Wet weekend in Hong Kong as Rammasun moves north | South China Morning Post
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  • Feb 28, 2015
  • Updated: 7:52am
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Wet weekend in Hong Kong as Rammasun moves north

Hongkongers can expect damp weekend as typhoon moves north causing chaos

PUBLISHED : Saturday, 19 July, 2014, 4:02am
UPDATED : Saturday, 19 July, 2014, 4:02am

Wet weather is expected to continue to affect Hong Kong over the weekend as Super Typhoon Rammasun moves further away from the city.

The Observatory downgraded the No 3 typhoon signal to the No 1 signal at 7.40pm yesterday.

At midnight, Rammasun was 500km west-southwest of Hong Kong. It made landfall over the coast of Wenchang , Hainan Island , yesterday afternoon, and is forecast to move northwest at about 22km/h towards Beibu Gulf.

More than 26,000 people on Hainan were evacuated and resorts and tour bus companies were told to suspend operations until today. Xinhua said authorities had ordered the highest level of disaster alert for the region.

The Observatory's senior scientific officer Dr Lee Tsz-cheung said rain from the fringes of the storm would continue to affect Hong Kong, and winds on high ground and in the southwestern part of the city would continue to be strong.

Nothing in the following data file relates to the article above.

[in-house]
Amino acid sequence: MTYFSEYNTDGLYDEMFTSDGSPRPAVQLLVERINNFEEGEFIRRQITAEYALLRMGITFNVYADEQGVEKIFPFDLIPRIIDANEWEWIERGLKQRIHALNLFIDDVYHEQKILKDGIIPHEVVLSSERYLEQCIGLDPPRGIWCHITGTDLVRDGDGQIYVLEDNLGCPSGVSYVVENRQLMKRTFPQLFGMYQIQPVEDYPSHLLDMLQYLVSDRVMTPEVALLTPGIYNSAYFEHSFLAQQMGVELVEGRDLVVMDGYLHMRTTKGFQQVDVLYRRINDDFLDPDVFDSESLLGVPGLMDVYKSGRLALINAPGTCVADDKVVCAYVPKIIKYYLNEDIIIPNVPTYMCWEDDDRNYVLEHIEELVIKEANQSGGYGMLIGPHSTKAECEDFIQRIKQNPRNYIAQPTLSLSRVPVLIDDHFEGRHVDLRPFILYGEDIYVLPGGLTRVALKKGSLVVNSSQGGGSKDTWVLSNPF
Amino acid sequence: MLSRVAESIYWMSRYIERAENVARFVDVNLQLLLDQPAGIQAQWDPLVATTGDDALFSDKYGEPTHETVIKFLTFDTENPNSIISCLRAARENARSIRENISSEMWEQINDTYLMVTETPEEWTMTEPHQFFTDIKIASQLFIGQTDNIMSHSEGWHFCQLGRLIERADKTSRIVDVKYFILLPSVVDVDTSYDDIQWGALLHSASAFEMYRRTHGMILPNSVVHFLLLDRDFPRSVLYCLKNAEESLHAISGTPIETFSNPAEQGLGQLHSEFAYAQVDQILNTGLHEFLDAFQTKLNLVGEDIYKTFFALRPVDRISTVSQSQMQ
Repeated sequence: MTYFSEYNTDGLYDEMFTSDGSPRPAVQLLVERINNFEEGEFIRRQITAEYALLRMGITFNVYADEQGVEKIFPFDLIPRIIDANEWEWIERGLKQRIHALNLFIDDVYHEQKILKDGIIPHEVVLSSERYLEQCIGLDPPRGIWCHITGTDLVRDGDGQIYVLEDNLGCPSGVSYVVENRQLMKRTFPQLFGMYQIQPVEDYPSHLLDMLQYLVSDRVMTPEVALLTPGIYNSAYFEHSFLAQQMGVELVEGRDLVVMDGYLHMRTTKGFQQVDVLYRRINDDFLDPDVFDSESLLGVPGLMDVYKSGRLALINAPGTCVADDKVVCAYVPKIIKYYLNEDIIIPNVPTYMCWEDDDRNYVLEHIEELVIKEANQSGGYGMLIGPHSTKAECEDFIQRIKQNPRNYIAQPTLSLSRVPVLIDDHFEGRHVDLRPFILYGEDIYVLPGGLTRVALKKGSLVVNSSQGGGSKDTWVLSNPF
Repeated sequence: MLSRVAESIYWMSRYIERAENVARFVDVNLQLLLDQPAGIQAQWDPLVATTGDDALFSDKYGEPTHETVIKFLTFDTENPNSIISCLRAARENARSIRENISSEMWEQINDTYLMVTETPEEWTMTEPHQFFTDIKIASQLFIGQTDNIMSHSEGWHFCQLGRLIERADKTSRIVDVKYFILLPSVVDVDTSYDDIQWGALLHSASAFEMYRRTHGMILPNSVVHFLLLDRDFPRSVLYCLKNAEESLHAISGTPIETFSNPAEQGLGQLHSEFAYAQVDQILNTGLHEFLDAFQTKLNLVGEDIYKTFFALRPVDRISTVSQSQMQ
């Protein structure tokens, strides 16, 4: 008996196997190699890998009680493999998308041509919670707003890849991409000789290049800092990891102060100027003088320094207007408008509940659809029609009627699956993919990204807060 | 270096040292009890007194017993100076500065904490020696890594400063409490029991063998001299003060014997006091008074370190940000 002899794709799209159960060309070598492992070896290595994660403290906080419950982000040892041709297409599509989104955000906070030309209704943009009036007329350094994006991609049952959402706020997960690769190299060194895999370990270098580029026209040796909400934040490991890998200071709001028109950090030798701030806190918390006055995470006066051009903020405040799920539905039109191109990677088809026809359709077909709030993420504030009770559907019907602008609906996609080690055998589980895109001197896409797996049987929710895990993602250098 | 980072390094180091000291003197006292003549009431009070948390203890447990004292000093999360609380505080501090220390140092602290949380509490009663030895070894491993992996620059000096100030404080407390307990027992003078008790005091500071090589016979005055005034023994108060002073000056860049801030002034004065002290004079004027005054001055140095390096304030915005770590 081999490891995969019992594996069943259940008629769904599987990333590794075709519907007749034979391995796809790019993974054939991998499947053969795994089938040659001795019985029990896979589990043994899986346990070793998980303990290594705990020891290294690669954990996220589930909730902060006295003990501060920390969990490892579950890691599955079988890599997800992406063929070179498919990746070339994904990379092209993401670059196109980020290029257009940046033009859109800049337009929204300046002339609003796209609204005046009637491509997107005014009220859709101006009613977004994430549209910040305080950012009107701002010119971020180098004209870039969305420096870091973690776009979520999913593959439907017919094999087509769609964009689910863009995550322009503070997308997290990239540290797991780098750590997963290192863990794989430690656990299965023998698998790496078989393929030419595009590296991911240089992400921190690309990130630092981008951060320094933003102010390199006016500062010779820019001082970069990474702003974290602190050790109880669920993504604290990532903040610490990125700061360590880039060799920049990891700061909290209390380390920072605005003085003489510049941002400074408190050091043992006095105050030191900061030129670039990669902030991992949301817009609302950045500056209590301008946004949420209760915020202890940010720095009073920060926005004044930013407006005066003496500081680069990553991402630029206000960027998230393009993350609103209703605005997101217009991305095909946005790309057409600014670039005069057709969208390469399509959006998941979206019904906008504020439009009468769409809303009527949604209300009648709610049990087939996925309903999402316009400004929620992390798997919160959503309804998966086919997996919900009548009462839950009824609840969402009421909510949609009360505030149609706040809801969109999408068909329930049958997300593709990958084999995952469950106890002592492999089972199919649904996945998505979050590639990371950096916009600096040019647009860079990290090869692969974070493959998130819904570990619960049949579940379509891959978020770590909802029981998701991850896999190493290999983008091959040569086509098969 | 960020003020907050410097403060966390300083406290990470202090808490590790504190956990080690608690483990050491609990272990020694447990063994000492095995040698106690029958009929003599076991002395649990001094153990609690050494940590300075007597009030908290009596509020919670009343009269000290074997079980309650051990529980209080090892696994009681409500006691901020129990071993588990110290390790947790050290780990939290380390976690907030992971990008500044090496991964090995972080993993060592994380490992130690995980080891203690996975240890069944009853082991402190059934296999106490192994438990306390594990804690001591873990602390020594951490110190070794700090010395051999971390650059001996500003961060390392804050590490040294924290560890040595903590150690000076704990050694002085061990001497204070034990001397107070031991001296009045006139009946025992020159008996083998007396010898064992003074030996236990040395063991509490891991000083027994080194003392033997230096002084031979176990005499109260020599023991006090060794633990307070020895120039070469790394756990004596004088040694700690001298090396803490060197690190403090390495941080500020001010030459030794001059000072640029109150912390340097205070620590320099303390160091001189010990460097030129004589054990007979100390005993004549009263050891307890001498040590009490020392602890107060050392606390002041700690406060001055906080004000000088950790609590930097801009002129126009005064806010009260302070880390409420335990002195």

Kindergarten classes and schools for children with special needs were closed yesterday.

The Observatory said winds would moderate gradually today, and there would be squally showers and thunderstorms. Temperatures would range between 26 and 29 degrees Celsius today, and become warmer next week.

Earlier this week, Rammasun killed at least 54 people in the Philippines. Three people are still missing and 100 were injured, while as many as 350,000 people were forced to evacuate.

Meanwhile, Tropical Storm Matmo, with maximum sustained winds of 65km/h, developed east of the Philippines yesterday morning and is expected to intensify into a severe tropical storm tomorrow.

The Observatory has said it expects typhoons to arrive in Hong Kong later this year due to the El Nino phenomenon. The Australian Bureau of Meteorology has predicted a more than 70 per cent chance of an El Nino this year. Scientists say it could be the strongest in decades.

 

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